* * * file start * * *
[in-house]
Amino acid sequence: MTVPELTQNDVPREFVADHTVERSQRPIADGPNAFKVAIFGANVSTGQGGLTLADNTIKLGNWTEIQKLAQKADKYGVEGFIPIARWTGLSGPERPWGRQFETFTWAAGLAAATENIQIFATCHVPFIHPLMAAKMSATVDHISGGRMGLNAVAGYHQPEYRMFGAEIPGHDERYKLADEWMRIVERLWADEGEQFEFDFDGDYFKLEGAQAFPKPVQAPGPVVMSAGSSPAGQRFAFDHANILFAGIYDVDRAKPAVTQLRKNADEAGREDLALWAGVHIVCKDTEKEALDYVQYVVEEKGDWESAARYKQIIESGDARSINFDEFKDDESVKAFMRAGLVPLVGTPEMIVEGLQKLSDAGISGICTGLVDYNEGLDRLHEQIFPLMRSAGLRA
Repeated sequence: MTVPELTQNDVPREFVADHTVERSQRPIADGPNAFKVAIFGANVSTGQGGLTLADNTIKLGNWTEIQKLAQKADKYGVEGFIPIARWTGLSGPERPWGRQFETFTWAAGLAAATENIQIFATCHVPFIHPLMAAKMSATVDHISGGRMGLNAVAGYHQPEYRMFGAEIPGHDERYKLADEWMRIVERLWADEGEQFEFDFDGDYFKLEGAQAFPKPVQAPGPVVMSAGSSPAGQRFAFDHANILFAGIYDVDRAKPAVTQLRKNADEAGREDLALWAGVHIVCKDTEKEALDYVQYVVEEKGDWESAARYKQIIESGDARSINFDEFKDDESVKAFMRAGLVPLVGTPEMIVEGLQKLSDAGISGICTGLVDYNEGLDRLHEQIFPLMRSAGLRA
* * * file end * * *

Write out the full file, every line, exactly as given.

[in-house]
Amino acid sequence: MTVPELTQNDVPREFVADHTVERSQRPIADGPNAFKVAIFGANVSTGQGGLTLADNTIKLGNWTEIQKLAQKADKYGVEGFIPIARWTGLSGPERPWGRQFETFTWAAGLAAATENIQIFATCHVPFIHPLMAAKMSATVDHISGGRMGLNAVAGYHQPEYRMFGAEIPGHDERYKLADEWMRIVERLWADEGEQFEFDFDGDYFKLEGAQAFPKPVQAPGPVVMSAGSSPAGQRFAFDHANILFAGIYDVDRAKPAVTQLRKNADEAGREDLALWAGVHIVCKDTEKEALDYVQYVVEEKGDWESAARYKQIIESGDARSINFDEFKDDESVKAFMRAGLVPLVGTPEMIVEGLQKLSDAGISGICTGLVDYNEGLDRLHEQIFPLMRSAGLRA
Repeated sequence: MTVPELTQNDVPREFVADHTVERSQRPIADGPNAFKVAIFGANVSTGQGGLTLADNTIKLGNWTEIQKLAQKADKYGVEGFIPIARWTGLSGPERPWGRQFETFTWAAGLAAATENIQIFATCHVPFIHPLMAAKMSATVDHISGGRMGLNAVAGYHQPEYRMFGAEIPGHDERYKLADEWMRIVERLWADEGEQFEFDFDGDYFKLEGAQAFPKPVQAPGPVVMSAGSSPAGQRFAFDHANILFAGIYDVDRAKPAVTQLRKNADEAGREDLALWAGVHIVCKDTEKEALDYVQYVVEEKGDWESAARYKQIIESGDARSINFDEFKDDESVKAFMRAGLVPLVGTPEMIVEGLQKLSDAGISGICTGLVDYNEGLDRLHEQIFPLMRSAGLRA